Where Thoughts Meet Words: Guiding Questions & Statements to Make the Brainstorming Part of the Personal Statement (Much) Easier

One of the most challenging things about writing is sitting down to a “new” word document or to a piece of lined paper. If the piece of paper or doc were to have eyes, chances are it would stare blankly at you, waiting for you to make the first move. It may even snicker at your inability to come up with an idea. Thankfully though, this horrifying scene is 0% true since a piece of paper or a word doc is simply a surface that allows us to transform our thoughts in a concrete matter when recording them into written words.

Although the process of starting something from scratch can be exciting, it could also be quite overwhelming. Luckily, writing is an expressive and creative medium that allows for one to engage in a process of stream of thought (the process of writing down the first thing or things that come to mind) or brainstorming (literally partaking in the process of thinking in order to come up with ideas and solutions) in a way that feels safe. This sense of safety is because you, the writer, have the freedom to think about and write down what you would like to without fear of being judged.

Insider tip: the first step in any good writing practice is to brainstorm—whether it be to address a research question, write a personal narrative, or to develop an expository essay…just to name a few.

When faced with the task of starting on the personal statement, one may be too caught up with self-doubt as to if their story is worth telling or not. For this reason, by jotting down, recalling, or reflecting upon various life events and experiences that are important and/or memorable to you is the perfect place to begin. By engaging in this type of activity, you give form to your thoughts that can lead way to a really great personal narrative in which can later be transformed into your final personal statement!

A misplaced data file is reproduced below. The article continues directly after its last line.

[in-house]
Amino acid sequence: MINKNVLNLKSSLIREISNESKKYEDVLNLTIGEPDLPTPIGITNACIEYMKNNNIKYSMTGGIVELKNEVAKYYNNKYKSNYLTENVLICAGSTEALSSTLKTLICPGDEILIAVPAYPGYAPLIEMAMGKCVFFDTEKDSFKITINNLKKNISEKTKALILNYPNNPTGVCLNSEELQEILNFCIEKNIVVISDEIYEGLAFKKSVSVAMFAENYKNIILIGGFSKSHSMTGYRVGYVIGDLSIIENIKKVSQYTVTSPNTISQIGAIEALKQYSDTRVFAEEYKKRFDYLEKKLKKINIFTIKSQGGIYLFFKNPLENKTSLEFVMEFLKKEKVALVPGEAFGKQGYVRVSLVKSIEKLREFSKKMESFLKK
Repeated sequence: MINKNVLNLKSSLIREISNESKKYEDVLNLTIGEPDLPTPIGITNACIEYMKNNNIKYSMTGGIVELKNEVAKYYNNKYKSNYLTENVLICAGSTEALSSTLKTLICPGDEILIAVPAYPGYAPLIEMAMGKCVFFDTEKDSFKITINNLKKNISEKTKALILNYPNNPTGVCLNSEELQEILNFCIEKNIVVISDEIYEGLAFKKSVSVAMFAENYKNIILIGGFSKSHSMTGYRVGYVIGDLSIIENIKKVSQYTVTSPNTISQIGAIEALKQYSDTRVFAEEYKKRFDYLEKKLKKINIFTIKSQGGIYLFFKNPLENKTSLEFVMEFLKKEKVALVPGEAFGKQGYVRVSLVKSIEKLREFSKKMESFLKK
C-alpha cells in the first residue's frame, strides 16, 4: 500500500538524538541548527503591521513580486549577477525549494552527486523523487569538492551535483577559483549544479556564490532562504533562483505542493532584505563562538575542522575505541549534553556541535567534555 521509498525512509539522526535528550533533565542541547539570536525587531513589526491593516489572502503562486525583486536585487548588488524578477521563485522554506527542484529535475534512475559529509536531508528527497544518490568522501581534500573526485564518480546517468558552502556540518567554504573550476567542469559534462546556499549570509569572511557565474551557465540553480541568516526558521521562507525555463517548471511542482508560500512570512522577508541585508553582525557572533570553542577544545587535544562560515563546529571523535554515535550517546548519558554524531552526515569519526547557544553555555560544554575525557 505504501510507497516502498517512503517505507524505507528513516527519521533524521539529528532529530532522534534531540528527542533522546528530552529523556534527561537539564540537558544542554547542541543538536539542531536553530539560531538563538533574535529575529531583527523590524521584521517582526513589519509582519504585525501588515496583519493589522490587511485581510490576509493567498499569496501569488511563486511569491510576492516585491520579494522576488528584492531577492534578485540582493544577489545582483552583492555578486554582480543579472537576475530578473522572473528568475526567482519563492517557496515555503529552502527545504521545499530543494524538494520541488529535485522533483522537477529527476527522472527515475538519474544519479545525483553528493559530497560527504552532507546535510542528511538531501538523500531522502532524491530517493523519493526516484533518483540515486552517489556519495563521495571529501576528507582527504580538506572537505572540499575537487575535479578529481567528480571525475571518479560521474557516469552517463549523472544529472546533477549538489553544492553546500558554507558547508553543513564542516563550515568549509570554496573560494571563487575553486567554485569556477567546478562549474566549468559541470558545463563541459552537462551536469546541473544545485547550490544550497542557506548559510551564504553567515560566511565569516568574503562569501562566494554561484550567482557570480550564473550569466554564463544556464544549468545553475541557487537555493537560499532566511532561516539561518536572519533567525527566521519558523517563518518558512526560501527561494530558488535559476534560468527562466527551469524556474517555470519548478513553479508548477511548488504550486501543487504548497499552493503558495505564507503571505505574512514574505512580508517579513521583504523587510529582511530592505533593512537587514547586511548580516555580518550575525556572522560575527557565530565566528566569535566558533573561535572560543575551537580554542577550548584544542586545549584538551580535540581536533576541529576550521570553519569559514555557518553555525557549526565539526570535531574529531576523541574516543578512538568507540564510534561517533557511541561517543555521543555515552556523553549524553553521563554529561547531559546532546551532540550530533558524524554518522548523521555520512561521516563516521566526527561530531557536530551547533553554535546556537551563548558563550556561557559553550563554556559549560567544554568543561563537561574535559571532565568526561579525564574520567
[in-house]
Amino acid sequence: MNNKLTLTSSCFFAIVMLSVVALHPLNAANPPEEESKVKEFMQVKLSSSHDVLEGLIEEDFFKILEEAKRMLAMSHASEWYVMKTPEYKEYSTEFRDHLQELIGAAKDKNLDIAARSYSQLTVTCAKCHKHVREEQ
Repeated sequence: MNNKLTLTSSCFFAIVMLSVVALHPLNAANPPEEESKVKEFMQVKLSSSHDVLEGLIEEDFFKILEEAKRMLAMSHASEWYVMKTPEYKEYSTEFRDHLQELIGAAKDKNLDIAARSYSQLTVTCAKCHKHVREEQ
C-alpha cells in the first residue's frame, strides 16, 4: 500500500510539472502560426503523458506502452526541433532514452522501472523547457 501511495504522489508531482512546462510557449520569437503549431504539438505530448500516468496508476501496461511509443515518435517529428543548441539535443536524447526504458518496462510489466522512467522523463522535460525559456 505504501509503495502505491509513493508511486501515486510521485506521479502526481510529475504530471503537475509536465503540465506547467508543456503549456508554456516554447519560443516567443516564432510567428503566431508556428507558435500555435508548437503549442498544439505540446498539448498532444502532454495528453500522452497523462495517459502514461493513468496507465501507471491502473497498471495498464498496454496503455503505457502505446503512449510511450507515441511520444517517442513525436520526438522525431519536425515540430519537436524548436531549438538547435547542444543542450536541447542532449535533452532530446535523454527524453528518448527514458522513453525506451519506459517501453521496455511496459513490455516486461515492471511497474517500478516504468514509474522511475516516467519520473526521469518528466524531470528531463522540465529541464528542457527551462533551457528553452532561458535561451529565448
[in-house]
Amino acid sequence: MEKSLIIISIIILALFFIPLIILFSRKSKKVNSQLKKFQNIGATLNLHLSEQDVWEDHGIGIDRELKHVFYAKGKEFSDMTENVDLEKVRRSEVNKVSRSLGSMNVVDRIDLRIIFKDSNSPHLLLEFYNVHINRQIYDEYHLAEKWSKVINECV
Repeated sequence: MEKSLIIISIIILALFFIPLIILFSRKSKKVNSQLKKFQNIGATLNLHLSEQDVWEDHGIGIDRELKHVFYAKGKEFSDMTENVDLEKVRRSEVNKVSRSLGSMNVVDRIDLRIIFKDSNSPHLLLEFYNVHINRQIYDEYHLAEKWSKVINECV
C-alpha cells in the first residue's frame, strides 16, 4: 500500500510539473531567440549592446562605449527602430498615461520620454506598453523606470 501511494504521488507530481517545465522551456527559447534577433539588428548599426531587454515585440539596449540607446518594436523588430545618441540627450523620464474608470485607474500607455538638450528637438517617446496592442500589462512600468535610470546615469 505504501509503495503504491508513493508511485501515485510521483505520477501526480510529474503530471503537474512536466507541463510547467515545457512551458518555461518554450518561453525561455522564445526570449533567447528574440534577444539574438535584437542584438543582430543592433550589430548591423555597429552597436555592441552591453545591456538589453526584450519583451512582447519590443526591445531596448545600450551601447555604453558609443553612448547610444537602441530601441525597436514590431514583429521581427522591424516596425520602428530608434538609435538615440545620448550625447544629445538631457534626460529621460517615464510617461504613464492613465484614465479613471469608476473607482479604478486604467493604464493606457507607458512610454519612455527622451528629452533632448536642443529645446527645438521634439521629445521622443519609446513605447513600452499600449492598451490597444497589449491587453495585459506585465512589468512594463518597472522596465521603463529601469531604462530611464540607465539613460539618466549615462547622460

Here are some key questions/guiding statements that you can use to help you when faced with the initial step of getting some ideas down on paper – feel free to write short hand notes or an extensive paragraph; remember that this process is about you and you only. Therefore, enjoy it, you may really surprise yourself!

  1. What is my favorite academic subject and why? What was one of the key memories that sparked my interest in this subject area?
  2. What has been my greatest success to date? What were the steps I took to achieve success? How did I feel within the moment in which I accomplished what I set out to do?
  3. What has been my greatest challenge so far and how did I overcome it or what steps I am taking to overcome it?
  4. What is one of my most unique and special talents? How did I discover that I have this talent?
  5. The extracurricular activity that I pursue with passion is….I do this because….
  6. What are my best three character traits and why?
  7. How would I describe my family life? How has my family life shaped who I am as a person?
  8. How has my background/religion/culture/country of origin shaped who I am as a person?
  9. The three things (can be: people/places/things/animals) in my life that are most impacting to me are….because….
  10. One of the biggest life lessons that I have learned thus far has been…I learned this lesson by…it has made me more….

By: Marisa De Marco-Costanzo

The Key to Unlocking the Personal Statement: Understanding How to Write A Personal Narrative

When applicants learn that they must write a personal statement as part of their college application, one of the first (and natural) thoughts that comes to mind is, “Am I all that interesting to talk about in 650 words?” Although it may come as a surprise, the response to this inner reflection is “YES!” This is because in the course of one’s life, countless things and events happen from the mundane to the most grandiose experiences. Therefore, personal narrative essay writing lends itself beautifully to storytelling through written expression.